My name is Serena, and I’ve been working with the Communications Team here at the Center this summer. I have a confession: I grew up without television. Wait what?! This may seem like a strange way to introduce myself, (especially for someone halfway through the last year of a media studies degree!) but over the past few weeks, I’ve been racking my brain for a reason why I’m so interested in learning about pop culture.
I really do think my fascination might stem from feeling like an alien observer as everyone else discussed the Disney Channel’s latest offerings at recess. While at the time I may have felt foolish for failing to catch every Hannah Montana reference, this experience left me continually curious about why and how people consume pop culture.
And, through my work here at the Center this summer, I’ve learned all about how pop culture can be a powerful source of inspiration for artistic activists and anyone looking to make a change in the world! I’ve spent the past few weeks exploring exactly how by researching and creating my Pop Culture Field Trips video series, which I’m so excited to announce is now available to watch on our website!
Let’s back up a little bit: when I began my internship with the Center at the beginning of this summer, I knew very little about artistic activism. While I’ve been interested in politics and various social justice causes since middle school and have attended my fair share of protests and demonstrations, I wouldn’t have dared to call myself an activist three months ago. However, through my studies of International Relations and Film & Media Studies in college, I discovered my passion for exploring all the different ways culture and politics intersect.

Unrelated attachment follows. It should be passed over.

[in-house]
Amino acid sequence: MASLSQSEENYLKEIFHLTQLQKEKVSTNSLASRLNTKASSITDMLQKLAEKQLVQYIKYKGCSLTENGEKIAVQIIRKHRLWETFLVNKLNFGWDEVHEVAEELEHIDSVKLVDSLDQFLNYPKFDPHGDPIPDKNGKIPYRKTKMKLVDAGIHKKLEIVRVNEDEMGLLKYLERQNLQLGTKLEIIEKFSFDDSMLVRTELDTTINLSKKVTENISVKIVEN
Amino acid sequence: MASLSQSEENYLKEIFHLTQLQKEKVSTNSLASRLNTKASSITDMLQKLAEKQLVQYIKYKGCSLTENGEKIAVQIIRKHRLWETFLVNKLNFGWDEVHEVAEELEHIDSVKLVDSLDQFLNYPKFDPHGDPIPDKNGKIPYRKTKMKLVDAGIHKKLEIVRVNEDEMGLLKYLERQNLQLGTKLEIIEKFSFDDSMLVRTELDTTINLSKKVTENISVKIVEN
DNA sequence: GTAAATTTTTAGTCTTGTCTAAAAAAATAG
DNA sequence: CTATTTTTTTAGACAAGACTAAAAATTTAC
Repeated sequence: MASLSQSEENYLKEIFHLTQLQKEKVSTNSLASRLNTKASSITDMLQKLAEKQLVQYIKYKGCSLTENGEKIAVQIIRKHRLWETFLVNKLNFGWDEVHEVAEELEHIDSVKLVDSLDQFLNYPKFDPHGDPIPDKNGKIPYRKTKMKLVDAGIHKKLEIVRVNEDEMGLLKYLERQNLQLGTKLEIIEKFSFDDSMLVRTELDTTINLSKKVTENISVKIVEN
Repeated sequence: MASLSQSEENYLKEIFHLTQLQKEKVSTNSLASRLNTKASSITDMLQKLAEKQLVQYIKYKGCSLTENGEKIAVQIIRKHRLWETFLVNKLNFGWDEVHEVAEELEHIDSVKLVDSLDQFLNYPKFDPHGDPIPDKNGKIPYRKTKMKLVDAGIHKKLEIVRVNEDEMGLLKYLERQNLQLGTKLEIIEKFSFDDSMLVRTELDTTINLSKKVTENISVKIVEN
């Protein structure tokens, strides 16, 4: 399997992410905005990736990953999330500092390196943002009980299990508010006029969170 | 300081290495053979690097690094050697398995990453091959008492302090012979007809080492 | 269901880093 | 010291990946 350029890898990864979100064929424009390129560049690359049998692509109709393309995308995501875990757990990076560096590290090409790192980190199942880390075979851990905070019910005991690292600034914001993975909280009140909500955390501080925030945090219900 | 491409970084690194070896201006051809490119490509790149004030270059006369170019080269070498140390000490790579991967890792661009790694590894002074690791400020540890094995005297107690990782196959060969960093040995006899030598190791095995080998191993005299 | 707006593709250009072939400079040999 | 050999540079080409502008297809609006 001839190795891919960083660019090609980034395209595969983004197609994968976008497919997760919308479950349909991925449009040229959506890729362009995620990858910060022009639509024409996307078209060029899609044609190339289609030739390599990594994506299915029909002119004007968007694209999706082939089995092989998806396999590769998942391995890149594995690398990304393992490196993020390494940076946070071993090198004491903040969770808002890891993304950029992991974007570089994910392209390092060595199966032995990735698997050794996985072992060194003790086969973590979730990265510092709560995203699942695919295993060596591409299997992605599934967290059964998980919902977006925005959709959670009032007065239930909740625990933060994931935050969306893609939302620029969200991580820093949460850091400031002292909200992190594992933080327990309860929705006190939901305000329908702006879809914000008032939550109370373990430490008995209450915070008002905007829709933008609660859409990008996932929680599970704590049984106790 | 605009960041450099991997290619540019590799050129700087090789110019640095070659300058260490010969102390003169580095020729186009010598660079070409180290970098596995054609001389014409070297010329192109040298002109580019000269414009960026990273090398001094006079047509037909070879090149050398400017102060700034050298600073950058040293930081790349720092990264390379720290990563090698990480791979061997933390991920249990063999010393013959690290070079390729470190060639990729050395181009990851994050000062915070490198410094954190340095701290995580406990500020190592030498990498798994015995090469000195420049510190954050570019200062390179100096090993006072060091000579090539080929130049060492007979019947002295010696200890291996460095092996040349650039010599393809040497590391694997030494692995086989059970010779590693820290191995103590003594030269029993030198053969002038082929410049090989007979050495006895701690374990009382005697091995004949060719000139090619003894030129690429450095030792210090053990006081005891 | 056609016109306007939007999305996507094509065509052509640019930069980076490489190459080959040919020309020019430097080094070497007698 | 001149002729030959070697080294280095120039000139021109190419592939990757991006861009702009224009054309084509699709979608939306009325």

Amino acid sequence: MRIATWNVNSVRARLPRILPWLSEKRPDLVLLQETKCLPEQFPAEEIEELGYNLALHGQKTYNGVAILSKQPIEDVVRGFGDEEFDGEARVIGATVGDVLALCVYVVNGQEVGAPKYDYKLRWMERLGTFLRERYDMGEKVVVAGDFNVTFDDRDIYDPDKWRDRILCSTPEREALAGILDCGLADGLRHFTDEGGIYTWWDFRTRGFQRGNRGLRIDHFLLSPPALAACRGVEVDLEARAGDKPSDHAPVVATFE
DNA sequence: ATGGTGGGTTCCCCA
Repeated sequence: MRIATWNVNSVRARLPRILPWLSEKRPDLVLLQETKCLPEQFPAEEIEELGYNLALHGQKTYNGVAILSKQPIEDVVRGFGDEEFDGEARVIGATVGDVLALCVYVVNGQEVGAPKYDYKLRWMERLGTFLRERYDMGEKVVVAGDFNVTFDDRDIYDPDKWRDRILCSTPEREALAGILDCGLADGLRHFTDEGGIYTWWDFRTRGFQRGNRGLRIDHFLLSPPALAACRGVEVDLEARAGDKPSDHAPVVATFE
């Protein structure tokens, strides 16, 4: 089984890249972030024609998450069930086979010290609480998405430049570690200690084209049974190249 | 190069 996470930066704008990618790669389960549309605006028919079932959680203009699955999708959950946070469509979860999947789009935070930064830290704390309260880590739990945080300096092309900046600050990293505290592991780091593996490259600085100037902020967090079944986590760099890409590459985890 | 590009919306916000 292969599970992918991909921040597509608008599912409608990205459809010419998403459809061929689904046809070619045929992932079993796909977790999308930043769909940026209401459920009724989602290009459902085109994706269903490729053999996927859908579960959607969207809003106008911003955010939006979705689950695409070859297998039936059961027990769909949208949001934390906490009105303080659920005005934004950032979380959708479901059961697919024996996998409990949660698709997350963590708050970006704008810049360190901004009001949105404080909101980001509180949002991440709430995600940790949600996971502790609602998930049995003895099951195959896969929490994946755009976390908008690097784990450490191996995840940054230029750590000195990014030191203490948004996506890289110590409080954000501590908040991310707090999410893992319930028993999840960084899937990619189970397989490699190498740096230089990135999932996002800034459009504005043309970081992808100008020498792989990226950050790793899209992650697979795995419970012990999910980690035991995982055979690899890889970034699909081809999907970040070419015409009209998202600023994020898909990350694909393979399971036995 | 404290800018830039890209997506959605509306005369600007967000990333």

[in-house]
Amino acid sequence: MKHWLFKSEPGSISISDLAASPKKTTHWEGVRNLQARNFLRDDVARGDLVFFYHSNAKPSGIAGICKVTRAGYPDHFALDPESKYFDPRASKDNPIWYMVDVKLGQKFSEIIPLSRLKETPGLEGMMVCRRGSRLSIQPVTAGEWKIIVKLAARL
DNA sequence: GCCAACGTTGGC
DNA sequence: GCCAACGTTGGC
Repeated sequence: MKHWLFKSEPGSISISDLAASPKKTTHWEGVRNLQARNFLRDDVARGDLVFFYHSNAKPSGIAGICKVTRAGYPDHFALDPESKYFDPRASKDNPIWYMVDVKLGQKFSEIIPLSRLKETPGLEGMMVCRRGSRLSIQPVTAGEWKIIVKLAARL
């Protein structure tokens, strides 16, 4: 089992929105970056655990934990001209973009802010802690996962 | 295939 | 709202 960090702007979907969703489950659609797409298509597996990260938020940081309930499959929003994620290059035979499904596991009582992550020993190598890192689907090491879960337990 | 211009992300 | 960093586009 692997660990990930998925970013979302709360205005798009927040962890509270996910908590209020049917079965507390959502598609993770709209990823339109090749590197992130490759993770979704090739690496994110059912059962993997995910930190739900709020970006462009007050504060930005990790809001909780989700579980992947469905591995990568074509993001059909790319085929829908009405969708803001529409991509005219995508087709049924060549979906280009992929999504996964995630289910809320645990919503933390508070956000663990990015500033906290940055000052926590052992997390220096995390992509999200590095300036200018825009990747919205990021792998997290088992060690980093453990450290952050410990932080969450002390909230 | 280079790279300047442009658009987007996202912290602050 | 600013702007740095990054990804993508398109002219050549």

When I learned about the Center, it sounded like an incredible group of people who put those intersections into action to make the world a better place, rather than simply observing them. And, through my experience here at the Center this summer, I’ve learned that artistic activism is doing just that–and so much more! It’s been such an incredible, eye-opening, revelatory experience for me, and I’m so incredibly thankful to everyone here for teaching me so much.
Pop Culture Field Trips!
One of the key resources which has aided me immensely in my journey as a novice artistic activist has been our co-founders’ incredible book, The Art of Activism. It’s full of so many real-life examples, illustrations, and humor that makes learning about serious issues full of positive energy and mirth, which, to me, represents the spirit of artistic activism at its best. Thus, as I thought about how I wanted to encapsulate my time here and create a tangible resource of my own, I knew I wanted to inspire others to utilize all the Center’s amazing tools–particularly the Art of Activism and its accompanying workbook–for themselves.
So, I combined my interest in pop culture with my own artistic activism education through my series of Pop Culture Field Trips, where I document my journey exploring culture as a source of inspiration through several exercises from the Art of Activism Workbook. Parts 1 and 2 are both available now, and I sincerely hope that after watching, you’ll be inspired to try out some of the workbook exercises for yourself!
Artistic Activism around the World
During the 2020-2021 social protests in Chile, Colombia, and Peru, Latin American fans of K-pop used their social networks to sabotage the hashtags of conservative influencers that discredited the mobilizations. Through coordinated actions, young people managed to mock and minimize this political content by massively posting fancams, GIFs, images, and memes of their Korean artists.
Revolutionizing Activism: Fans
In this two-part conversation, watch Steve Lambert explore fan activism and its relationship to civic engagement. With Sangita Shresthova and Andrew Slack, discover how fan communities of Harry Potter and Bollywood are using shared interests to build solidarity and creative campaigns that make a difference.
- Top: Collage of Pop Culture Explorer Gear by Serena Sandweiss
- Middle: Illustration by Steve Lambert from the book The Art of Activism
- Column-Left: Fans of South Korean singer Heo Young Saeng watch his video play in a small video viewing area inside a shopping mall in Lima, Peru (AP)